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Family Abuse Restraining Order

The most common restraining order in Oregon. Helps people who are being hurt by a romantic partner or family member.

If you need help leaving an unsafe situation, you can: 

You can apply for a FAPA restraining order if:  

  1. Someone abused you at least once in the last 180 days. Do not count the time the other person was in jail or more than 100 miles away. Abuse includes: 
    • Physically hurting you, threatening to hurt you, or trying to hurt you; or  
    • Forcing you to have unwanted sex.  
  2. You have good reasons to think the other person will hurt you again soon. 
  3. You or the other person lives in Oregon. 
  4. The other person is an adult (18 or older). 

For adults (18 and older): You can get a restraining order against:  

  • The other parent to your children;  
  • Your spouse or ex-spouse;  
  • Someone you had a sexual relationship with in the last two years;   
  • A romantic partner you live with or used to live with; or  
  • A family member (includes people related to you through marriage or adoption). 

For minors (under 18): You can get a restraining order against:   

  • Your spouse or ex-spouse; or 
  • Someone you had a sexual relationship with. 

You may qualify for a FAPA restraining order if someone has recently: 

  • Hit, punched, shoved, or pushed you; 
  • Choked or strangled you; 
  • Thrown things at you; 
  • Tried to hit you with a car; 
  • Driven recklessly with you in a car trying to scare you; 
  • Used a gun or other weapon to scare you;  
  • Threatened to kill you or hurt you; 
  • Forced you to have unwanted sex;  
  • Punched walls or damaged your house during a fight; 
  • Broken your property during a fight; or 
  • Said or done things that made you afraid you were about to be hurt.

Most likely no. FAPA restraining orders only protect people from physical violence and sexual assault. 

If you are a person with a disability, or a person over 65, you may qualify for the Elderly Persons and Persons with Disabilities Restraining Order. This restraining order can protect people from verbal and financial abuse.  

Visit this page for information about how to get a restraining order in Oregon.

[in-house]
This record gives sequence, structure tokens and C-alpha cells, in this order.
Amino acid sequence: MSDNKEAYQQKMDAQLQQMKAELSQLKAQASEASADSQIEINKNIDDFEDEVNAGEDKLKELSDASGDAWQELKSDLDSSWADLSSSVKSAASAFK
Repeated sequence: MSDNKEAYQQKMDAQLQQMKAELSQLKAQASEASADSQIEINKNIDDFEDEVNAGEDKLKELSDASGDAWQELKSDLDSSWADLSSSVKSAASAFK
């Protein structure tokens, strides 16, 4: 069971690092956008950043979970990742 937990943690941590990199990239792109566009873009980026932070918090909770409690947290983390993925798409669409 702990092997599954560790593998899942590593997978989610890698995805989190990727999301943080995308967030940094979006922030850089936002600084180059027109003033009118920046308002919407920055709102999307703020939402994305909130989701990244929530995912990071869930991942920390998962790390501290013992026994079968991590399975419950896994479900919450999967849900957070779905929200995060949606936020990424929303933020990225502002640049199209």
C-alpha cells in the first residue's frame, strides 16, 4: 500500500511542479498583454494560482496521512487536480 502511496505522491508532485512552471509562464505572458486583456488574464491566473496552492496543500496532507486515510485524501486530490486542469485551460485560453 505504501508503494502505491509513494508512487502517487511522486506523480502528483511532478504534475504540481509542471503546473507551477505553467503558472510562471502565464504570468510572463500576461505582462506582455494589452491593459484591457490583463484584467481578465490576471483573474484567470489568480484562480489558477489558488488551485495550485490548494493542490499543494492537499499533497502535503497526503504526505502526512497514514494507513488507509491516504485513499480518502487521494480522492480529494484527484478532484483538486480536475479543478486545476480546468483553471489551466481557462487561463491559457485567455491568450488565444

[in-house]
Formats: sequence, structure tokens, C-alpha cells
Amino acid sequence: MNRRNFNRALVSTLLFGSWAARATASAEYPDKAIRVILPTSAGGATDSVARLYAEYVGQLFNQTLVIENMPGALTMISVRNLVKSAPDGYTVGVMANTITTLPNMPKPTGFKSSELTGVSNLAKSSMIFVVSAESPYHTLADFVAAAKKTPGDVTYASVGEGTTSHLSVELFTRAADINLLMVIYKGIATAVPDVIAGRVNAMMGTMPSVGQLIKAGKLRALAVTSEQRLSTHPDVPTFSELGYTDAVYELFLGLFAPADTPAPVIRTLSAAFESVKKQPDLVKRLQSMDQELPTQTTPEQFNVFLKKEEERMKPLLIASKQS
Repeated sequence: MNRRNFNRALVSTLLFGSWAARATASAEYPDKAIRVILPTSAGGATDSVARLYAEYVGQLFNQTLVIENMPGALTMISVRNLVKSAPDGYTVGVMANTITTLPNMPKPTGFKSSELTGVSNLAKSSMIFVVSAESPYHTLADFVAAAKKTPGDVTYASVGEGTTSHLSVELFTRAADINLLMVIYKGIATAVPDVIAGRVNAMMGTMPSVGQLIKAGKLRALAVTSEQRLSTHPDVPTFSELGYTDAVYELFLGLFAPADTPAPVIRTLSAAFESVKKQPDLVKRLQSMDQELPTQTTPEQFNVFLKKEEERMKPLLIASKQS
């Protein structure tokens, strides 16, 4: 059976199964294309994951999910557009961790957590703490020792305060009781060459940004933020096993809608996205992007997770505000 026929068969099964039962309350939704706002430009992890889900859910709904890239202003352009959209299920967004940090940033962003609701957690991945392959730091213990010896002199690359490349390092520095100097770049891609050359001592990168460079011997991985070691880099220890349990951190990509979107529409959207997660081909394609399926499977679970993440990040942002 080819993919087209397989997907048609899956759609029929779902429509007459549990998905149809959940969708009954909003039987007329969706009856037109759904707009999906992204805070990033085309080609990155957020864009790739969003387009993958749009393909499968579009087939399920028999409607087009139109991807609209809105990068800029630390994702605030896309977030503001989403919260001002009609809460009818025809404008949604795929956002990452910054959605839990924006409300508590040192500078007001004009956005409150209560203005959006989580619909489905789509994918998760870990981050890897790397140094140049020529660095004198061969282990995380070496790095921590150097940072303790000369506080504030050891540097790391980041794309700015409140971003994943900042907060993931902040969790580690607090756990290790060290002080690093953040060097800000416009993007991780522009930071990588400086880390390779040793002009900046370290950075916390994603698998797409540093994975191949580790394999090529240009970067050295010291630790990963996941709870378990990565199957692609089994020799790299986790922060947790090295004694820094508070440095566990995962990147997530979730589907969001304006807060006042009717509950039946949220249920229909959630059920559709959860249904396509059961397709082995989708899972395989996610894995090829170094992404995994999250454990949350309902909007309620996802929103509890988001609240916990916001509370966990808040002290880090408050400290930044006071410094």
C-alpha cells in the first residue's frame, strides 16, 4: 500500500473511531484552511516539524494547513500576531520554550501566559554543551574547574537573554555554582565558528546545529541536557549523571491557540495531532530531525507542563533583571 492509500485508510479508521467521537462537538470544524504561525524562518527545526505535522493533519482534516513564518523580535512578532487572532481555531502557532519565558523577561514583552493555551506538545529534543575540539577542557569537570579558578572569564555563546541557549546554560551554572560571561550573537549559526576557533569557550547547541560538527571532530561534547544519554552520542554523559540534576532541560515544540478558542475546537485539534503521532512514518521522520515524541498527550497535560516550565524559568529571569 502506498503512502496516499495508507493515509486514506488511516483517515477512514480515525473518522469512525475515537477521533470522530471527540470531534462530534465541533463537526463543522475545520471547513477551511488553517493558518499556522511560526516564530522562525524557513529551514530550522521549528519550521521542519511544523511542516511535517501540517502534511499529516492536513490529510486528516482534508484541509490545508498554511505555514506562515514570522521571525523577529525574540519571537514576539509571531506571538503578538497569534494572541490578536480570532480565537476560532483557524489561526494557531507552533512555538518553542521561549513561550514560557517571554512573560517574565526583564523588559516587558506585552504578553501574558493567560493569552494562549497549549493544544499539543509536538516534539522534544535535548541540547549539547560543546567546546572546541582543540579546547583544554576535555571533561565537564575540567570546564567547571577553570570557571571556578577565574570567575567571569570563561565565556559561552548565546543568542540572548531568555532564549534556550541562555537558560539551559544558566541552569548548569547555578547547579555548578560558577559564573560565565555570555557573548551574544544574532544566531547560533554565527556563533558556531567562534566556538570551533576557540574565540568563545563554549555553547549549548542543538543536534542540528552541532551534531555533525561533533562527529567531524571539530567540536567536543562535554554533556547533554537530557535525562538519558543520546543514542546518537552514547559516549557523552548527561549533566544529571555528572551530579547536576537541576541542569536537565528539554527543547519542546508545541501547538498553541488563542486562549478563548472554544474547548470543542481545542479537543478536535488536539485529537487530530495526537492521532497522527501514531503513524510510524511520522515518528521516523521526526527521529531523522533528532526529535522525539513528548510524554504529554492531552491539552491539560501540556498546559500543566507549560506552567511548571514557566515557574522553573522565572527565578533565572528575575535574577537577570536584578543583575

You can ask a judge to order the other person to:  

  • Not contact you;  
  • Stay away from your home, work, or other places you go often; 
  • Move out of your shared home (see next question for more information); 
  • Pay you emergency money to help you stay safe; 
  • Give you back your pet if you’re worried the other person will hurt your pet; or 
  • Not have guns or ammunition. 

You can also ask a judge for other protections to help you stay safe.  

Every FAPA restraining order is different. You can choose which protections you need to stay safe. For example, you may want the other person to be able to contact you by phone, but not see you in person or come to your house.     

If the other person does not follow your FAPA restraining order, you can call the police for help. 

Yes. A judge can make the other person move out of your home if you can answer yes to at least one of these questions:    

  • Are you married to the person who is hurting you?  
  • Is your name on the lease or rental agreement?  
  • Do you own the home you are living in?  

The other person can challenge the order making them move out by asking for a contested hearing. At a contested hearing, a judge will decide who gets to stay in the home. For more information on contested hearings, visit the contested hearing page

Yes. A FAPA restraining order can:  

  • Give you temporary custody of the kids you have with the other person; 
  • Include rules for when the other parent sees your kids;  
  • Have rules to keep you safe at pick-ups and drop-offs; 
  • Require the other parent to have supervised visits if it’s not safe for them to be alone with your kids; 
  • Tell the other parent they can’t use drugs or alcohol when they’re with your kids; 
  • Tell the other parent to stay away from your kid’s school or childcare; or 
  • Tell the other parent not to contact you through your kids. 

Domestic violence organizations in some counties provide free supervised parenting time and supervised exchanges. To see if this help is available where you live, talk with your local domestic violence resource center.